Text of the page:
Date of Award

Summer 7-13-2015

Degree Type

Thesis

Degree Name

Master of Science (MS)

Department

Nutrition

First Advisor

Dan Benardot

Second Advisor

Walt Thompson

Third Advisor

Anita Nucci

Abstract

Background: Studies suggest that there is a relationship between 24-hour and within-day energy balance and body composition. In sports with value placed on weight and appearance, an increased prevalence of energy deficiency has been found, which has multiple health and performance implications. In particular, low energy availability is associated with higher body fat percent and lower muscle and bone mass, all of which negatively influence performance. This study assessed professional cheerleaders on dietary intake, within-day and 24-hour energy balance, protein consumption, body composition, and handgrip strength. Professional cheerleaders have not been previously studied on these factors.

Objective: To assess dietary intake, body composition, and grip strength of professional cheerleaders on an active roster and investigate relationships between these factors. Our investigation focused on assessing if long periods of energy balance deficits are associated with reduced grip strength and higher body fat percent, and if protein consumption patterns are associated with grip strength and body composition.

Methods: The study population consisted of 19 women, ages 18-32 yr. (mean = 25.4 yr.), who were interviewed to obtain a one-day recall of dietary intake and energy expenditures to determine dietary/nutrient intake and hourly energy balance using the USDA Nutrient Database for Standard Reference and a relative intensity activity scale (NutriTiming® LLC). Multi-current, 8-mode segmental bioelectric impedance analysis was used to predict body composition, and handgrip strength was assessed using a hand dynamometer.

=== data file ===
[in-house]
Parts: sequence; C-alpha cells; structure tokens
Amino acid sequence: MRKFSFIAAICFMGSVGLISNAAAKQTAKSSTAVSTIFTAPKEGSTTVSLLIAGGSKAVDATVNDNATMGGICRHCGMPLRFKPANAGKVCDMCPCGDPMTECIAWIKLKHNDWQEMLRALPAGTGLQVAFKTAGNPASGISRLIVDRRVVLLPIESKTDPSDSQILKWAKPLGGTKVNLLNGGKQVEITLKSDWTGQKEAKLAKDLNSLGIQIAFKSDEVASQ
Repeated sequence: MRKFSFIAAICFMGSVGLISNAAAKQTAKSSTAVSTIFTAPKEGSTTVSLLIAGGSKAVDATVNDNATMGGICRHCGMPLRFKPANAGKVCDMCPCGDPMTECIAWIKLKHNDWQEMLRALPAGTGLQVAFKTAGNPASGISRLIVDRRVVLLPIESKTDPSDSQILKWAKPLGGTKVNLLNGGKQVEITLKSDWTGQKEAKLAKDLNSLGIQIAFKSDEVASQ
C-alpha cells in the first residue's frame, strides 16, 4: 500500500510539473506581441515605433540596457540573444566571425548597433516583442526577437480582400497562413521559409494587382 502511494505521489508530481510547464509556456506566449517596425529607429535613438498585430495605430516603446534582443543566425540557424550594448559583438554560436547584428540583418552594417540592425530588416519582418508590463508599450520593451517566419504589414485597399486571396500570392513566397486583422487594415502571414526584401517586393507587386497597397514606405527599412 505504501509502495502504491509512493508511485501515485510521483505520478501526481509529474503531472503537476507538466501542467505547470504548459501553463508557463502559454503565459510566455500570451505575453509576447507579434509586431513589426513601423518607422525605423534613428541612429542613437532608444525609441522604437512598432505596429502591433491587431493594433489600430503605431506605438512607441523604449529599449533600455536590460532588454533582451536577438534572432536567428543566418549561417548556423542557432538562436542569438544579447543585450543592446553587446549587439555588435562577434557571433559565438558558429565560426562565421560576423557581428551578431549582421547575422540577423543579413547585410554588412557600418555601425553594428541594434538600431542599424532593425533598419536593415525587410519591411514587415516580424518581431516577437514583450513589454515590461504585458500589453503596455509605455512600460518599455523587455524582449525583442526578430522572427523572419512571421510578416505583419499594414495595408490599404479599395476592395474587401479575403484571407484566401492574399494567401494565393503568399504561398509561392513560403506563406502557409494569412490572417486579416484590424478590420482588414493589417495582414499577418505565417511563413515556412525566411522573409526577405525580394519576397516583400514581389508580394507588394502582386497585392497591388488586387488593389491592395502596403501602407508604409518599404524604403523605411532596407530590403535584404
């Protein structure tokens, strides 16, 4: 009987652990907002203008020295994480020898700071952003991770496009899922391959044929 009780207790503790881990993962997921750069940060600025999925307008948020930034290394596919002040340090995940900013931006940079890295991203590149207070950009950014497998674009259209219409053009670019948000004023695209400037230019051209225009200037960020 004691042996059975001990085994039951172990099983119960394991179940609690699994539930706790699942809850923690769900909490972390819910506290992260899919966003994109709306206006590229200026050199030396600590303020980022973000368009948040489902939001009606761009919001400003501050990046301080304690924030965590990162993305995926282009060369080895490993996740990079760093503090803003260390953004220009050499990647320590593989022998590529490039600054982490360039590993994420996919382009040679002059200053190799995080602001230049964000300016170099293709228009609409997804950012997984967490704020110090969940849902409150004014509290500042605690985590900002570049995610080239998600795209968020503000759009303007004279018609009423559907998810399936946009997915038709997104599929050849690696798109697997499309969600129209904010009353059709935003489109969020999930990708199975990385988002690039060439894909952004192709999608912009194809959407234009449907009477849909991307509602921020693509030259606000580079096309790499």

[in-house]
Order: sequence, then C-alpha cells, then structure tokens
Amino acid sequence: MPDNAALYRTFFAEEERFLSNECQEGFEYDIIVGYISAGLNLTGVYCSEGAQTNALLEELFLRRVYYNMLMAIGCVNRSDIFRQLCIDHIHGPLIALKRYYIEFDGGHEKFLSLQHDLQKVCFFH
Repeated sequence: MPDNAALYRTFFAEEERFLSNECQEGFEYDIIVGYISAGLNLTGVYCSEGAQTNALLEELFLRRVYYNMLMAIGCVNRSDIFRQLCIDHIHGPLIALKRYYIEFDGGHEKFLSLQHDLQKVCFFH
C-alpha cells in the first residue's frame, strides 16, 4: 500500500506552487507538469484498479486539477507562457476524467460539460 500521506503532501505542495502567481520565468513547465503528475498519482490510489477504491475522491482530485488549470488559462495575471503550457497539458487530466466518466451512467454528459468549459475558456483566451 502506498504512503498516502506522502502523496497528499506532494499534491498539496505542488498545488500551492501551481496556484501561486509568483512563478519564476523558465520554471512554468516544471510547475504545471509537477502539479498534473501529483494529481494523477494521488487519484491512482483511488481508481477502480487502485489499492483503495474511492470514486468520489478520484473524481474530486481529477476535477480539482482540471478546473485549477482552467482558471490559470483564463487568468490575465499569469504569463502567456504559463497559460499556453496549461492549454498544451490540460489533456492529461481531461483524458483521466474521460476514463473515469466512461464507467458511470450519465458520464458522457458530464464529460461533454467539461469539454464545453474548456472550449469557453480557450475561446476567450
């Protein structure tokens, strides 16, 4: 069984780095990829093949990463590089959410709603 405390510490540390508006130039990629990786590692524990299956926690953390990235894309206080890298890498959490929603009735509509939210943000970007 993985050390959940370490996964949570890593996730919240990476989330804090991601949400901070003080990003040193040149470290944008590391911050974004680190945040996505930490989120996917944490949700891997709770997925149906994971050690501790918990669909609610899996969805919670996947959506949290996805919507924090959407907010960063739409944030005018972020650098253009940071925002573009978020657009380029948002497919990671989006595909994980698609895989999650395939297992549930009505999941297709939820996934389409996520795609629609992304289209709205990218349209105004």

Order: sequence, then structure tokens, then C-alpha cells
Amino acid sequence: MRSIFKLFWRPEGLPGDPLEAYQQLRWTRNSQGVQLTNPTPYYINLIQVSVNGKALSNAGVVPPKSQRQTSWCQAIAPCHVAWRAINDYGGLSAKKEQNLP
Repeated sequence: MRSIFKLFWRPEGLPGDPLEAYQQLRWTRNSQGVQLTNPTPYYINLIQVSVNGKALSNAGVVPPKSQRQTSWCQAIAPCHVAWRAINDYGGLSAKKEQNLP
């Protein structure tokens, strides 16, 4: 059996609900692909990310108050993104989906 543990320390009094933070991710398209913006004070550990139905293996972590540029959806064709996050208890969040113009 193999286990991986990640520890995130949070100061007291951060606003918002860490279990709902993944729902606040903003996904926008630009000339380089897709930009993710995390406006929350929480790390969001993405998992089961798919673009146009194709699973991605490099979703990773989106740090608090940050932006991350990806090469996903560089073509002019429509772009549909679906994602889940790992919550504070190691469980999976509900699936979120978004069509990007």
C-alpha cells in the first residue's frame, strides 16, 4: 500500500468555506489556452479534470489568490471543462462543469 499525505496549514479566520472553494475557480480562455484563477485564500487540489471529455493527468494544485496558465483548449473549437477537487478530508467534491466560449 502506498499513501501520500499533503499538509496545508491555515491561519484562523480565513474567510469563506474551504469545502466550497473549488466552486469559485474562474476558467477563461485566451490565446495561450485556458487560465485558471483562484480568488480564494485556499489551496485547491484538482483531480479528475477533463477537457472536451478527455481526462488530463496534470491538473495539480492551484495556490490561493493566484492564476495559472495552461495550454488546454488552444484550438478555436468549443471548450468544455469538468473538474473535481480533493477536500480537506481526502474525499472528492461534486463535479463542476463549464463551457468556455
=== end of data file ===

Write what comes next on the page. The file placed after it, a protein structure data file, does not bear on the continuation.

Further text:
Results: Dietary inadequacies in energy (p<0.001) and carbohydrate (p<0.001) were significantly below recommended values. Subjects with the lowest body fat percent had significantly higher energy intakes (p=0.011), spent more time in an anabolic state (p=0.048), less time in a catabolic state (p=0.048), had more eating opportunities of up to 30-grams protein (p=0.015), and consumed more their protein while in a positive energy balance (p=0.025). Participants with higher body fat mass consumed less total energy (p=0.012), had more severe energy balance deficits (p= 0.032), and spent more time in a catabolic state (p=0.048).

Conclusion: Adequate energy intake that results in less time in a catabolic state and more frequent consumption of moderate amounts of protein (~30 grams/meal) was associated with lower body fat percent and increased muscle mass in professional cheerleaders. It appears from these data that “dieting” behaviors resulting in large energy balance deficits with longer periods in a catabolic state appeared counterproductive, as this was associated with greater body fat percent, lower muscle mass, and lower grip strength.

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